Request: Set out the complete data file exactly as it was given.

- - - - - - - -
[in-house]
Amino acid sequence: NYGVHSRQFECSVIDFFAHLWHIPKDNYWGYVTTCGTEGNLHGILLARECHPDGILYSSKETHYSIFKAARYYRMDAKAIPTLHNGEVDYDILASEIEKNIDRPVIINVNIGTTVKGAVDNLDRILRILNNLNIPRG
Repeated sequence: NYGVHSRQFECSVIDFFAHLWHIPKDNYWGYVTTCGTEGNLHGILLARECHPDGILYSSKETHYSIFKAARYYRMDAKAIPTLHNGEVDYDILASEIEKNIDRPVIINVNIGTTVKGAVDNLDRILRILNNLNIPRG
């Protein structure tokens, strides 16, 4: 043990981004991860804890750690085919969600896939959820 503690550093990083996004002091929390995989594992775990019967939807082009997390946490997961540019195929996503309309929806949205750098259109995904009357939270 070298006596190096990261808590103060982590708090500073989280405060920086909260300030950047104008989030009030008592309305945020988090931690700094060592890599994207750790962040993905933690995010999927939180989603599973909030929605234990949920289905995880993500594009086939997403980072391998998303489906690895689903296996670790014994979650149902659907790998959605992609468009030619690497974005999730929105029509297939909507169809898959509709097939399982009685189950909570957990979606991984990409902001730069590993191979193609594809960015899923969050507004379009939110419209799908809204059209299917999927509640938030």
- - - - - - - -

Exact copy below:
[in-house]
Amino acid sequence: NYGVHSRQFECSVIDFFAHLWHIPKDNYWGYVTTCGTEGNLHGILLARECHPDGILYSSKETHYSIFKAARYYRMDAKAIPTLHNGEVDYDILASEIEKNIDRPVIINVNIGTTVKGAVDNLDRILRILNNLNIPRG
Repeated sequence: NYGVHSRQFECSVIDFFAHLWHIPKDNYWGYVTTCGTEGNLHGILLARECHPDGILYSSKETHYSIFKAARYYRMDAKAIPTLHNGEVDYDILASEIEKNIDRPVIINVNIGTTVKGAVDNLDRILRILNNLNIPRG
């Protein structure tokens, strides 16, 4: 043990981004991860804890750690085919969600896939959820 503690550093990083996004002091929390995989594992775990019967939807082009997390946490997961540019195929996503309309929806949205750098259109995904009357939270 070298006596190096990261808590103060982590708090500073989280405060920086909260300030950047104008989030009030008592309305945020988090931690700094060592890599994207750790962040993905933690995010999927939180989603599973909030929605234990949920289905995880993500594009086939997403980072391998998303489906690895689903296996670790014994979650149902659907790998959605992609468009030619690497974005999730929105029509297939909507169809898959509709097939399982009685189950909570957990979606991984990409902001730069590993191979193609594809960015899923969050507004379009939110419209799908809204059209299917999927509640938030």